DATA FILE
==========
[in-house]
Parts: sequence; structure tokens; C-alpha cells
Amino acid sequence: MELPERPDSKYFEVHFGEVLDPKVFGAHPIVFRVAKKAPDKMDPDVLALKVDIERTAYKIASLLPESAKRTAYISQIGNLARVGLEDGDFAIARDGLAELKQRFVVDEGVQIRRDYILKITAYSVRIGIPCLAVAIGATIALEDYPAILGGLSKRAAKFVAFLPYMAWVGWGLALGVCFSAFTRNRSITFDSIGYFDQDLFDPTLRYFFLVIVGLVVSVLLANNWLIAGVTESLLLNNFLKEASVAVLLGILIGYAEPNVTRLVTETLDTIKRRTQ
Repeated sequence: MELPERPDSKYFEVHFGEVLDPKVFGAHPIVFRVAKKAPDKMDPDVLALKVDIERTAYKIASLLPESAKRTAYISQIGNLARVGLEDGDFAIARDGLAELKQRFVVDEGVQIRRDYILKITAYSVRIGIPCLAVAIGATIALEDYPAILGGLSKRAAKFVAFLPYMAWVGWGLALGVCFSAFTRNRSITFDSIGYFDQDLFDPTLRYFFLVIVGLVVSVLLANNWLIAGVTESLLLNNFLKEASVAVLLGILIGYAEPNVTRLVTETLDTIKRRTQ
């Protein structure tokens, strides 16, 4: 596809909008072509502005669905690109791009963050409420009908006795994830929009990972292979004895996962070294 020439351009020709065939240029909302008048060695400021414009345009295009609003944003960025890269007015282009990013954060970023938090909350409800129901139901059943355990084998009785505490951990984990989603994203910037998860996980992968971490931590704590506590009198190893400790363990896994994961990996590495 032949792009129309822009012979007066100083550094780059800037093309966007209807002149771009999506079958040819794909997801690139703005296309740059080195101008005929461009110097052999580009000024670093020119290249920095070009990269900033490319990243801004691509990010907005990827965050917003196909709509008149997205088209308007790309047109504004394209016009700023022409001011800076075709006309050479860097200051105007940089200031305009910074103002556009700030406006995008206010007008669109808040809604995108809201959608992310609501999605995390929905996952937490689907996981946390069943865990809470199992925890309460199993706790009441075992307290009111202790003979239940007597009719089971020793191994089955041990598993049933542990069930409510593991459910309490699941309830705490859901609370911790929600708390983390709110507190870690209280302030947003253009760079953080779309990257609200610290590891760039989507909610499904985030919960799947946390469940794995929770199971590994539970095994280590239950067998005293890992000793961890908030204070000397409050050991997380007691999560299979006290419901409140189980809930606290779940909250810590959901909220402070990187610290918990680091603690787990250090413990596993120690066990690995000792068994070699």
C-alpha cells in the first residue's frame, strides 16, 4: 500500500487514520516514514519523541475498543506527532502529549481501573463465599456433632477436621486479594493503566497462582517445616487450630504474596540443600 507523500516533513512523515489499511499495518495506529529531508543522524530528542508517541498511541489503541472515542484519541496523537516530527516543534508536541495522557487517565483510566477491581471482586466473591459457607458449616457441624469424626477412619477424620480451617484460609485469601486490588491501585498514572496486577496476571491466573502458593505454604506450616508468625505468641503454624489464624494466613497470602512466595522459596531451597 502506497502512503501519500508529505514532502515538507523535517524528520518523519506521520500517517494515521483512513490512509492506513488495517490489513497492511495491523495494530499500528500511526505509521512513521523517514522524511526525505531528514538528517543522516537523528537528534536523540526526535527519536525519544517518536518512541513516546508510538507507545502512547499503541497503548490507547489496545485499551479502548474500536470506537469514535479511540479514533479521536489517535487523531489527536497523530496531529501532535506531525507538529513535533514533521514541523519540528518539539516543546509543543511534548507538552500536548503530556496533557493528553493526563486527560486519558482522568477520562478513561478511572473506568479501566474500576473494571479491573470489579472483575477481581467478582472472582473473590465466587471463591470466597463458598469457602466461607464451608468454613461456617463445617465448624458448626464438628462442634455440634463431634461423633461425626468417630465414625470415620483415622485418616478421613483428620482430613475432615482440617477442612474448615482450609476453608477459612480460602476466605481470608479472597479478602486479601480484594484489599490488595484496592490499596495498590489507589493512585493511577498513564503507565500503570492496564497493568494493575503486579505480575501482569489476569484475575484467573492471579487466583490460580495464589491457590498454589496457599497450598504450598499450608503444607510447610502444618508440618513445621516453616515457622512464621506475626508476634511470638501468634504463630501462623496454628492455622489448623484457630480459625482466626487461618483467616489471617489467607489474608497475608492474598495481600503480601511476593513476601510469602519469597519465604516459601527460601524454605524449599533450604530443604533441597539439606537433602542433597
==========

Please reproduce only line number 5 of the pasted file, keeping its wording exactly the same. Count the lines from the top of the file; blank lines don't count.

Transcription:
């Protein structure tokens, strides 16, 4: 596809909008072509502005669905690109791009963050409420009908006795994830929009990972292979004895996962070294 020439351009020709065939240029909302008048060695400021414009345009295009609003944003960025890269007015282009990013954060970023938090909350409800129901139901059943355990084998009785505490951990984990989603994203910037998860996980992968971490931590704590506590009198190893400790363990896994994961990996590495 032949792009129309822009012979007066100083550094780059800037093309966007209807002149771009999506079958040819794909997801690139703005296309740059080195101008005929461009110097052999580009000024670093020119290249920095070009990269900033490319990243801004691509990010907005990827965050917003196909709509008149997205088209308007790309047109504004394209016009700023022409001011800076075709006309050479860097200051105007940089200031305009910074103002556009700030406006995008206010007008669109808040809604995108809201959608992310609501999605995390929905996952937490689907996981946390069943865990809470199992925890309460199993706790009441075992307290009111202790003979239940007597009719089971020793191994089955041990598993049933542990069930409510593991459910309490699941309830705490859901609370911790929600708390983390709110507190870690209280302030947003253009760079953080779309990257609200610290590891760039989507909610499904985030919960799947946390469940794995929770199971590994539970095994280590239950067998005293890992000793961890908030204070000397409050050991997380007691999560299979006290419901409140189980809930606290779940909250810590959901909220402070990187610290918990680091603690787990250090413990596993120690066990690995000792068994070699």